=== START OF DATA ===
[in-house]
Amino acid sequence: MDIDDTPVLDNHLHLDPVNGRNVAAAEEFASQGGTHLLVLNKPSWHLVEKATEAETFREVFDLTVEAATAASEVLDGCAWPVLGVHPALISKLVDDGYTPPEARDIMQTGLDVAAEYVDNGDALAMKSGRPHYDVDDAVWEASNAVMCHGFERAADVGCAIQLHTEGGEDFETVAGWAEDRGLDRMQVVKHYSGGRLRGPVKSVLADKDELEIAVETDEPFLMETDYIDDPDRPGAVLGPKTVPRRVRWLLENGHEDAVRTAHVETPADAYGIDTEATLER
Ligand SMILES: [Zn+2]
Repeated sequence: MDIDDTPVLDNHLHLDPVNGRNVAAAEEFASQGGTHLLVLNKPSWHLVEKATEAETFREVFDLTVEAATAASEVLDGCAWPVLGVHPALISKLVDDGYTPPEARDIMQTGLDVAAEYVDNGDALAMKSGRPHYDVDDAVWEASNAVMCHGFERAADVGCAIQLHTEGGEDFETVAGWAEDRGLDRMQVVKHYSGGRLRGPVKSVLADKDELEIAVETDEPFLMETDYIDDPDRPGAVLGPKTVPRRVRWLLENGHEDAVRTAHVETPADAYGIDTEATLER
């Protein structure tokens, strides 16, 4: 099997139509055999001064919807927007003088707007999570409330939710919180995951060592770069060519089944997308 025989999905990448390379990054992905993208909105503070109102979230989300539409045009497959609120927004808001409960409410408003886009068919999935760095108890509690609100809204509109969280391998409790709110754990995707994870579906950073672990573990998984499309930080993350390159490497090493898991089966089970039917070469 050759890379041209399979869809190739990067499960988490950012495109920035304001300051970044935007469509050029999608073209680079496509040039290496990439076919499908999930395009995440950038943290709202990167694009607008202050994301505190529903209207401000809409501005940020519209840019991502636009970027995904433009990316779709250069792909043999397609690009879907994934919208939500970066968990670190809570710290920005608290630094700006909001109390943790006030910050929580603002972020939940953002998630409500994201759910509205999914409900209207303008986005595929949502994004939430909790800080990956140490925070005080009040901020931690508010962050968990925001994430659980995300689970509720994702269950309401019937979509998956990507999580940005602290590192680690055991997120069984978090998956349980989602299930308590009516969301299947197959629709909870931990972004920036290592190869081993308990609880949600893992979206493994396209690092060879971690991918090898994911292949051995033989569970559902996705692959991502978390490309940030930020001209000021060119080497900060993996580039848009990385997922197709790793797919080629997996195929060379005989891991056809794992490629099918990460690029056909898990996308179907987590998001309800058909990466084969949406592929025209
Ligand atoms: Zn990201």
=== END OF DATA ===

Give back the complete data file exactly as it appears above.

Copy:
[in-house]
Amino acid sequence: MDIDDTPVLDNHLHLDPVNGRNVAAAEEFASQGGTHLLVLNKPSWHLVEKATEAETFREVFDLTVEAATAASEVLDGCAWPVLGVHPALISKLVDDGYTPPEARDIMQTGLDVAAEYVDNGDALAMKSGRPHYDVDDAVWEASNAVMCHGFERAADVGCAIQLHTEGGEDFETVAGWAEDRGLDRMQVVKHYSGGRLRGPVKSVLADKDELEIAVETDEPFLMETDYIDDPDRPGAVLGPKTVPRRVRWLLENGHEDAVRTAHVETPADAYGIDTEATLER
Ligand SMILES: [Zn+2]
Repeated sequence: MDIDDTPVLDNHLHLDPVNGRNVAAAEEFASQGGTHLLVLNKPSWHLVEKATEAETFREVFDLTVEAATAASEVLDGCAWPVLGVHPALISKLVDDGYTPPEARDIMQTGLDVAAEYVDNGDALAMKSGRPHYDVDDAVWEASNAVMCHGFERAADVGCAIQLHTEGGEDFETVAGWAEDRGLDRMQVVKHYSGGRLRGPVKSVLADKDELEIAVETDEPFLMETDYIDDPDRPGAVLGPKTVPRRVRWLLENGHEDAVRTAHVETPADAYGIDTEATLER
């Protein structure tokens, strides 16, 4: 099997139509055999001064919807927007003088707007999570409330939710919180995951060592770069060519089944997308 025989999905990448390379990054992905993208909105503070109102979230989300539409045009497959609120927004808001409960409410408003886009068919999935760095108890509690609100809204509109969280391998409790709110754990995707994870579906950073672990573990998984499309930080993350390159490497090493898991089966089970039917070469 050759890379041209399979869809190739990067499960988490950012495109920035304001300051970044935007469509050029999608073209680079496509040039290496990439076919499908999930395009995440950038943290709202990167694009607008202050994301505190529903209207401000809409501005940020519209840019991502636009970027995904433009990316779709250069792909043999397609690009879907994934919208939500970066968990670190809570710290920005608290630094700006909001109390943790006030910050929580603002972020939940953002998630409500994201759910509205999914409900209207303008986005595929949502994004939430909790800080990956140490925070005080009040901020931690508010962050968990925001994430659980995300689970509720994702269950309401019937979509998956990507999580940005602290590192680690055991997120069984978090998956349980989602299930308590009516969301299947197959629709909870931990972004920036290592190869081993308990609880949600893992979206493994396209690092060879971690991918090898994911292949051995033989569970559902996705692959991502978390490309940030930020001209000021060119080497900060993996580039848009990385997922197709790793797919080629997996195929060379005989891991056809794992490629099918990460690029056909898990996308179907987590998001309800058909990466084969949406592929025209
Ligand atoms: Zn990201």